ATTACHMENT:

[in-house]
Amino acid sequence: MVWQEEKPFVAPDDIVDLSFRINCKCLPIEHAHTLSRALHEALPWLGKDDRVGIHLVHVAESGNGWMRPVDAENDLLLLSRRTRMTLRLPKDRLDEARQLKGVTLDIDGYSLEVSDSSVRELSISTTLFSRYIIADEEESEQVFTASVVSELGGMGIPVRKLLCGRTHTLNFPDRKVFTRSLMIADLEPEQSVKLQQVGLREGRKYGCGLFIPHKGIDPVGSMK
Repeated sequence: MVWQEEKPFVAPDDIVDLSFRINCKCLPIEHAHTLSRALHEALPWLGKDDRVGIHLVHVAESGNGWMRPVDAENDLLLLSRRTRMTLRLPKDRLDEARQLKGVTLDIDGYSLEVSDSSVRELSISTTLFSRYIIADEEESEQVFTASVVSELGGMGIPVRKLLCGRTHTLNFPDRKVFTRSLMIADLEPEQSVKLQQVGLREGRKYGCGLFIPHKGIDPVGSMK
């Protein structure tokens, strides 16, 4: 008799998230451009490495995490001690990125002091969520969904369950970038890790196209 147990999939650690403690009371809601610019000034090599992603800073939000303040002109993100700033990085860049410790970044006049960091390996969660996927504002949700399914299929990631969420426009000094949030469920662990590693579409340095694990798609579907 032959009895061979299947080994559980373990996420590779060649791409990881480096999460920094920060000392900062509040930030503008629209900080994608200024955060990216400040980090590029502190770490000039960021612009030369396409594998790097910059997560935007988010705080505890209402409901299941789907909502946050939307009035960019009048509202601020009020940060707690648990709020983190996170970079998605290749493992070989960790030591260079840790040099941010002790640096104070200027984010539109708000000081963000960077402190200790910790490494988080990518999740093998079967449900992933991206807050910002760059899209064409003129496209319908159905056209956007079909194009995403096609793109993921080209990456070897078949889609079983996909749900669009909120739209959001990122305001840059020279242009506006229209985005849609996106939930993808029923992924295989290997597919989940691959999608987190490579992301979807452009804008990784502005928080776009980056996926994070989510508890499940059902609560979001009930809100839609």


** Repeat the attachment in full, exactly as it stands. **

[in-house]
Amino acid sequence: MVWQEEKPFVAPDDIVDLSFRINCKCLPIEHAHTLSRALHEALPWLGKDDRVGIHLVHVAESGNGWMRPVDAENDLLLLSRRTRMTLRLPKDRLDEARQLKGVTLDIDGYSLEVSDSSVRELSISTTLFSRYIIADEEESEQVFTASVVSELGGMGIPVRKLLCGRTHTLNFPDRKVFTRSLMIADLEPEQSVKLQQVGLREGRKYGCGLFIPHKGIDPVGSMK
Repeated sequence: MVWQEEKPFVAPDDIVDLSFRINCKCLPIEHAHTLSRALHEALPWLGKDDRVGIHLVHVAESGNGWMRPVDAENDLLLLSRRTRMTLRLPKDRLDEARQLKGVTLDIDGYSLEVSDSSVRELSISTTLFSRYIIADEEESEQVFTASVVSELGGMGIPVRKLLCGRTHTLNFPDRKVFTRSLMIADLEPEQSVKLQQVGLREGRKYGCGLFIPHKGIDPVGSMK
């Protein structure tokens, strides 16, 4: 008799998230451009490495995490001690990125002091969520969904369950970038890790196209 147990999939650690403690009371809601610019000034090599992603800073939000303040002109993100700033990085860049410790970044006049960091390996969660996927504002949700399914299929990631969420426009000094949030469920662990590693579409340095694990798609579907 032959009895061979299947080994559980373990996420590779060649791409990881480096999460920094920060000392900062509040930030503008629209900080994608200024955060990216400040980090590029502190770490000039960021612009030369396409594998790097910059997560935007988010705080505890209402409901299941789907909502946050939307009035960019009048509202601020009020940060707690648990709020983190996170970079998605290749493992070989960790030591260079840790040099941010002790640096104070200027984010539109708000000081963000960077402190200790910790490494988080990518999740093998079967449900992933991206807050910002760059899209064409003129496209319908159905056209956007079909194009995403096609793109993921080209990456070897078949889609079983996909749900669009909120739209959001990122305001840059020279242009506006229209985005849609996106939930993808029923992924295989290997597919989940691959999608987190490579992301979807452009804008990784502005928080776009980056996926994070989510508890499940059902609560979001009930809100839609």